How does ageing affect grasp adaptation to a visual–haptic size conflict?

Samuel Couth, Emma Gowen, Ellen Poliakoff

Research output: Contribution to journalArticlepeer-review


Previous research suggests that the ability to adapt motor behaviour to sudden environmental changes may be impaired in older adults. Here, we investigated whether the adaptation of grasping behaviour in response to a visual–haptic size conflict is also affected by increasing age. 30 older and 18 young adults were instructed to grasp a hidden block whilst viewing a second block in a congruent position. Initially block sizes were equal, but after a set number of trials a sensory conflict was introduced by covertly changing the hidden block for a smaller or larger block. The scale and speed of maximum grasp aperture adaptation to the increase or decrease in the size of the hidden block was measured. Older adults successfully adapted to the visual–haptic size conflict in a similar manner to young adults, despite a tendency to adapt less when the hidden block increased in size. This finding is attributed to the physical capabilities of the grasping hand of older adults, rather than an effect of age-related sensory or cognitive decline. The speed of grasp adaptation did not differ between age groups; however, awareness of the visual–haptic conflict lead to faster adaptation. These findings suggest that sensorimotor adaptation for grasping is intact for cognitively healthy older adults.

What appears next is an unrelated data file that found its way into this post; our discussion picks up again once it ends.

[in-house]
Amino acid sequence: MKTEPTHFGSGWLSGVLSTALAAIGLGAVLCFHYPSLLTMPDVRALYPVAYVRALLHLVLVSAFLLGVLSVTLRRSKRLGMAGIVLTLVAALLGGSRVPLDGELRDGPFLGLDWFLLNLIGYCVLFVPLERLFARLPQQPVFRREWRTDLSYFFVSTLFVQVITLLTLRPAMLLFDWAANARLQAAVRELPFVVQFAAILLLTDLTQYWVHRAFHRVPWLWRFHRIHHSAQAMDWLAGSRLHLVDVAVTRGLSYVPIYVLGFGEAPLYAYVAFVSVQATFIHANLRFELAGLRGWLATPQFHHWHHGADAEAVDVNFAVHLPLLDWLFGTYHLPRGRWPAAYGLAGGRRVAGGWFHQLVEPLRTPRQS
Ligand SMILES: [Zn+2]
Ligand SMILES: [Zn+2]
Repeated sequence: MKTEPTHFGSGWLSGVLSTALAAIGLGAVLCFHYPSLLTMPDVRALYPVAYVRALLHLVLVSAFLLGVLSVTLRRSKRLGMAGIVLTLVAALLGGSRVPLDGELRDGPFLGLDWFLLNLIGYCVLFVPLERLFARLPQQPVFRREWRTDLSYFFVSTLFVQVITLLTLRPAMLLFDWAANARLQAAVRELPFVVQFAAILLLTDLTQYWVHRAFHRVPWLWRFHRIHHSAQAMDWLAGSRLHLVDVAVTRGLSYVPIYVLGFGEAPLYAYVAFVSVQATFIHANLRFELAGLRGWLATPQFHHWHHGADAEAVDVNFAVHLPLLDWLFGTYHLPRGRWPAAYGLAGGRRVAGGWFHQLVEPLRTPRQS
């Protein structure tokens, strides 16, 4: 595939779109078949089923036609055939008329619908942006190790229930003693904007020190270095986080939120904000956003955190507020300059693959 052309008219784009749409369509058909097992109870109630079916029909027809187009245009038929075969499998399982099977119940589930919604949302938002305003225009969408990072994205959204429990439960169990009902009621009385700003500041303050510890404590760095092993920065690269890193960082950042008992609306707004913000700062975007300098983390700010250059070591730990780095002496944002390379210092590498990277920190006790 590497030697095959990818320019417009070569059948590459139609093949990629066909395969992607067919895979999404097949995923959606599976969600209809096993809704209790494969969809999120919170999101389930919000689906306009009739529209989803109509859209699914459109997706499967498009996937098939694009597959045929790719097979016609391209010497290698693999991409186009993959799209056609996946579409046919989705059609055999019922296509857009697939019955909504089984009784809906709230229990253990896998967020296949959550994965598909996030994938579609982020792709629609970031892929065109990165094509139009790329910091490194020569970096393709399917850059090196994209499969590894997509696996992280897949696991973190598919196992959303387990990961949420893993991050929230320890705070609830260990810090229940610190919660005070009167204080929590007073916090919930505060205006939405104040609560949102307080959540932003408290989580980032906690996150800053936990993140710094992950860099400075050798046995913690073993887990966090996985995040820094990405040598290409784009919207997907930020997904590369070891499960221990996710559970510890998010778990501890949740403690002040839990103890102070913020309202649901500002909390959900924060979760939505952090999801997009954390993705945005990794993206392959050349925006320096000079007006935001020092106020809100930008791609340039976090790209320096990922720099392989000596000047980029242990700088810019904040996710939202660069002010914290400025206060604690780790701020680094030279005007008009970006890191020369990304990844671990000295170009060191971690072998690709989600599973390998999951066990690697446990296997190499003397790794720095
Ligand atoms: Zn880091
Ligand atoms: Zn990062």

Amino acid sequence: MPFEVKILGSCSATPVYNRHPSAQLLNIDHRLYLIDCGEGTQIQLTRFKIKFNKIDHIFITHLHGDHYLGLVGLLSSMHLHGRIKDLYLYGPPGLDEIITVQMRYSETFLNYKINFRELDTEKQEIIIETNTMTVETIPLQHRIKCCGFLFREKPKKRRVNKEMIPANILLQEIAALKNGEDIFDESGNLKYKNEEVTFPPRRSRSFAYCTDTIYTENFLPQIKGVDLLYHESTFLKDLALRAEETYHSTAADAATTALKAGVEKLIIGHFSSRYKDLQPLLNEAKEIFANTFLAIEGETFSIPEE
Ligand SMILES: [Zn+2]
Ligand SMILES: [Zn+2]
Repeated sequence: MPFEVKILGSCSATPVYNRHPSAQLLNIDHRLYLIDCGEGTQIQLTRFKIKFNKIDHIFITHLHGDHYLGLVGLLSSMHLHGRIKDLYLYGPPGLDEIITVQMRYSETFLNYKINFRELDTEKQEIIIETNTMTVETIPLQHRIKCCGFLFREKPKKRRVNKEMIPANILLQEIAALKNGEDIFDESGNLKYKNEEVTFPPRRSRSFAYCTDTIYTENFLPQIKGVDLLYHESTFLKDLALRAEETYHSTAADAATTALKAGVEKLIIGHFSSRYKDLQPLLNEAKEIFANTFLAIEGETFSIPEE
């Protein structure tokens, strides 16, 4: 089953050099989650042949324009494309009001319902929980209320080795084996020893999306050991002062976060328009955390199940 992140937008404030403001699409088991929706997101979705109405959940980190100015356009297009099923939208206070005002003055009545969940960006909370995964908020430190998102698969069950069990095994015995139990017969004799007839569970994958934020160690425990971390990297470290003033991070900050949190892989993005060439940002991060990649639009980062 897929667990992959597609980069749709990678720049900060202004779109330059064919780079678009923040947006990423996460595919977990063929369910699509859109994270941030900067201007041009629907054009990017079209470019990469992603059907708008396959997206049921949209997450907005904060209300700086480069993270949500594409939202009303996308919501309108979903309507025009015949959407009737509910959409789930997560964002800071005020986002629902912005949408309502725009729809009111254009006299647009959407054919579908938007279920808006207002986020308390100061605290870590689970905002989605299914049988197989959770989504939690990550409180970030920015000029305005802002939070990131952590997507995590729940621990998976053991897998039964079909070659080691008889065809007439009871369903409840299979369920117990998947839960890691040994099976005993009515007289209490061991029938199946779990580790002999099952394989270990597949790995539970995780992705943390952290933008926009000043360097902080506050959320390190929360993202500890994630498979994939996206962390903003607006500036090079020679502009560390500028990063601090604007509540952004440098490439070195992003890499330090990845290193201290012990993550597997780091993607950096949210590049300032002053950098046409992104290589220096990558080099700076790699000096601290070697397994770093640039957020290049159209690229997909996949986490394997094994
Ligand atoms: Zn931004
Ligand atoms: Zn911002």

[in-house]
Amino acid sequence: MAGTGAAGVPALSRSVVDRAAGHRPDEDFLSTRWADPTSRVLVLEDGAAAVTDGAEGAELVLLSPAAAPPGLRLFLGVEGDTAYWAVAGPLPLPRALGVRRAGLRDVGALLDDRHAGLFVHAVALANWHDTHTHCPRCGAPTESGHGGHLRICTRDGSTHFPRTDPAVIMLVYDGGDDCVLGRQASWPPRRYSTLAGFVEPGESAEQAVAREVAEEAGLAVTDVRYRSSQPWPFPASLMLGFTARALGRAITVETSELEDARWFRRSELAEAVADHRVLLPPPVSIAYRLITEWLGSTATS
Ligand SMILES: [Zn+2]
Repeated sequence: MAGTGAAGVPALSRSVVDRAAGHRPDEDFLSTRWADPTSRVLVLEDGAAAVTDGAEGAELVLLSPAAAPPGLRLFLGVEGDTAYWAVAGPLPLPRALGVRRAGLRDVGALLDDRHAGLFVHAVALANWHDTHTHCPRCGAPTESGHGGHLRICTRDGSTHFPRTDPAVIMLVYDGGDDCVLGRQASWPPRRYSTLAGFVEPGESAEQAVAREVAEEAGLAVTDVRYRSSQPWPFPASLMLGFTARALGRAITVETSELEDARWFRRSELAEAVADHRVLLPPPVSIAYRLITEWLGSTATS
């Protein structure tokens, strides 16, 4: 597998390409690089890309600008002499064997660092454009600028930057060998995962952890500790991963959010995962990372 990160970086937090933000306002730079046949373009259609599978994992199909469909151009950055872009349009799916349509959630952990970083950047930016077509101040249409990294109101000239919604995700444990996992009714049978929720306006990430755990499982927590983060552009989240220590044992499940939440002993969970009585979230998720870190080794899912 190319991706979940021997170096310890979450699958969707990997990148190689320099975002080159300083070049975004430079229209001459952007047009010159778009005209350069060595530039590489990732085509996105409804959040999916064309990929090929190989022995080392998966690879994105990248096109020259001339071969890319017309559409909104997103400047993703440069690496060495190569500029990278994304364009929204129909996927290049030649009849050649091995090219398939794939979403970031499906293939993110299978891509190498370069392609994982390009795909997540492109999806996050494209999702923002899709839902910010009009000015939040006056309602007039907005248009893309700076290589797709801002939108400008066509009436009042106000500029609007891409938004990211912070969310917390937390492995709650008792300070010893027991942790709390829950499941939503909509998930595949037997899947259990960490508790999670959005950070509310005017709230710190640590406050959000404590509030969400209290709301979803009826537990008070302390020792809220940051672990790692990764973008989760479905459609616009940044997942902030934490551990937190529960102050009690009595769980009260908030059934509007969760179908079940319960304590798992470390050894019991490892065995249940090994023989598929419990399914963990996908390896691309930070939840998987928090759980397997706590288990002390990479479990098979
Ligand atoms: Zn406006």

Original languageEnglish
JournalExperimental brain research
Early online date23 May 2018
Publication statusE-pub ahead of print - 23 May 2018


  • Ageing
  • Grasp adaptation
  • Haptics
  • Motor control


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